Search tips
Search criteria 


Logo of sctmLink to Publisher's site
Stem Cells Transl Med. 2016 January; 5(1): 106–116.
Published online 2015 November 16. doi:  10.5966/sctm.2015-0081
PMCID: PMC4704873

Role of Keratinocyte Growth Factor in the Differentiation of Sweat Gland-Like Cells From Human Umbilical Cord-Derived Mesenchymal Stem Cells


Human umbilical cord-derived mesenchymal stem cells (hUC-MSCs) have higher proliferation potency and lower immune resistance than human bone marrow MSCs and can differentiate into various functional cells. Many regulatory factors, including keratinocyte growth factor (KGF), are involved in the development of skin and cutaneous appendages. Although KGF is important in wound healing, the role of KGF in hUC-MSC differentiation remains unknown. In our previous work, we found the mixing medium (nine parts of basic sweat-gland [SG] medium plus one part of conditioned heat-shock SG medium) could induce hUC-MSC differentiation to sweat gland-like cells (SGCs). In this study, we further improved the inducing medium and determined the effects of KGF in hUC-MSC differentiation. We found KGF expression in the SGCs and that recombinant human KGF could induce hUC-MSC differentiation into SGCs, suggesting KGF plays a pivotal role in promoting hUC-MSC differentiation to SGCs. Furthermore, the SGCs differentiated from hUC-MSCs were applied to severely burned skin of the paw of an in vivo severe combined immunodeficiency mouse burn model. Burned paws treated with SGCs could regenerate functional sparse SGs 21 days after treatment; the untreated control paws could not. Collectively, these results demonstrated that KGF is a critical growth factor for SGC differentiation from hUC-MSCs and the differentiated SGCs from hUC-MSCs may have a potential therapeutic application for regeneration of destroyed SGs and injured skin.


There is growing evidence demonstrating a potential therapeutic application of human umbilical cord-derived mesenchymal stem cells (hUC-MSCs) in injured skin. In the current study, conditioned media and chemically defined media with recombinant human keratinocyte growth factor (KGF) could induce hUC-MSC differentiation into sweat gland-like cells (SGCs). Moreover, the differentiated SGCs from hUC-MSCs could regenerate functional sparse sweat glands in a mouse burn model, which provides further insight into the mechanisms of the role of KGF and a potential therapeutic application of differentiated SGCs for regeneration of destroyed sweat glands and injured skin.

Keywords: Burns, Mesenchymal stem cell, Sweat gland, Tissue regeneration, Transdifferentiation, Umbilical cord, Wharton’s jelly


As an essential function of skin, sweating is manipulated by sweat glands (SGs) embedded in the deep dermal layer [1, 2]. When the original structure and function of whole skin is destroyed in seriously burned patients, the skin loses its self-regenerative/self-repairing ability [3, 4]. In past decades, the major objective of surgeons and researchers of burns was to accelerate closure of burn wounds through the application of an autograft of a patient’s own skin or allograft transplants of other kinds of skin substitutes, like tissue-engineered skin [59]. However, the original structure and functions of seriously injured skin, especially for perspiration (sweating), could not be well re-established during rehabilitation.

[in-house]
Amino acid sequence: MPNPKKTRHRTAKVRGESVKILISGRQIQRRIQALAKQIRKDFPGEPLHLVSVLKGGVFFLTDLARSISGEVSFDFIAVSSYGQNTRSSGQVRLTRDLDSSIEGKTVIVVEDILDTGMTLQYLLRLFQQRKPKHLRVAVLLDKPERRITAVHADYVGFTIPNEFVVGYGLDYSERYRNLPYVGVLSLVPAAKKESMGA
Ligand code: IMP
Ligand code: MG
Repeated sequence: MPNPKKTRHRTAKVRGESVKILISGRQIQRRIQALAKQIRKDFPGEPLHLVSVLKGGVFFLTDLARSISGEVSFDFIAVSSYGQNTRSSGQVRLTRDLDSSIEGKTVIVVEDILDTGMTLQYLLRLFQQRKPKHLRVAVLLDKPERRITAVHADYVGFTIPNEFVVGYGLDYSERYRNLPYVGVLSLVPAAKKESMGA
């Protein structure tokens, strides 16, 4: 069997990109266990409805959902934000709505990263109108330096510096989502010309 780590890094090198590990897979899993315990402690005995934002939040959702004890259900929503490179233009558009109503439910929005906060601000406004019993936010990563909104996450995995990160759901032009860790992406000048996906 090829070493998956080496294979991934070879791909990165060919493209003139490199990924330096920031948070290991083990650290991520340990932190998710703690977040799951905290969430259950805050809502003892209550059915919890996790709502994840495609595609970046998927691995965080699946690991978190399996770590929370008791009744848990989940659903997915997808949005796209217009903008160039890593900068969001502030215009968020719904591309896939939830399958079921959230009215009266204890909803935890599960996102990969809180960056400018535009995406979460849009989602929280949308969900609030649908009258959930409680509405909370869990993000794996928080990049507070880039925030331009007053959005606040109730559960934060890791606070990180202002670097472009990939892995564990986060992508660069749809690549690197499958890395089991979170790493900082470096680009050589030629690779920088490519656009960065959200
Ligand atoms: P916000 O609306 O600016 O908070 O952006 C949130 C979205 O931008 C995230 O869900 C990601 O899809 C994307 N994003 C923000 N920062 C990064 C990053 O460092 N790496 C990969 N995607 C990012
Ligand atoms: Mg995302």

Mesenchymal stem cells derived from human bone marrow (BM-MSCs) and human umbilical cord Wharton’s jelly (hUC-MSCs) have been used as novel and effective sources of stem cell therapy and regenerative medicine to repair injured cutaneous structures and appendages [1014]. As a prominent cell resource, BM-MSCs have been widely used for treating various kinds of diseases and injured tissues, like burns and other wounds [11, 1517]. As shown by previous studies, BM-MSCs can be induced to differentiate into sweat gland-like cells (SGCs) in vitro, and patients’ own differentiated SGCs from BM-MSCs can be autografted for regenerating injured SGs [10, 13, 18, 19]. Compared with BM-MSCs, hUC-MSCs have higher proliferation potency [2022], multiple differentiation potentials, and lower immune resistance [2224]. Additionally, human umbilical cord tissues can be stored at −80°C for the preparation of hUC-MSCs [23]. In our previous study, we induced hUC-MSC differentiation to SGCs in a conditioned induction medium consisting of nine parts basic SG medium and one part sterile supernatants from conditioned heat-shock SG medium [12]. However, the pivotal inducting factors in the SGC differentiation have not been identified. In this study, we further improved the inducing medium by mixing eight parts basic SG medium and two parts of sterile supernatants from conditioned heat-shock SG medium, referred to as induction medium-mix, and we identified the key regulatory factors of hUC-MSC differentiation to SGCs.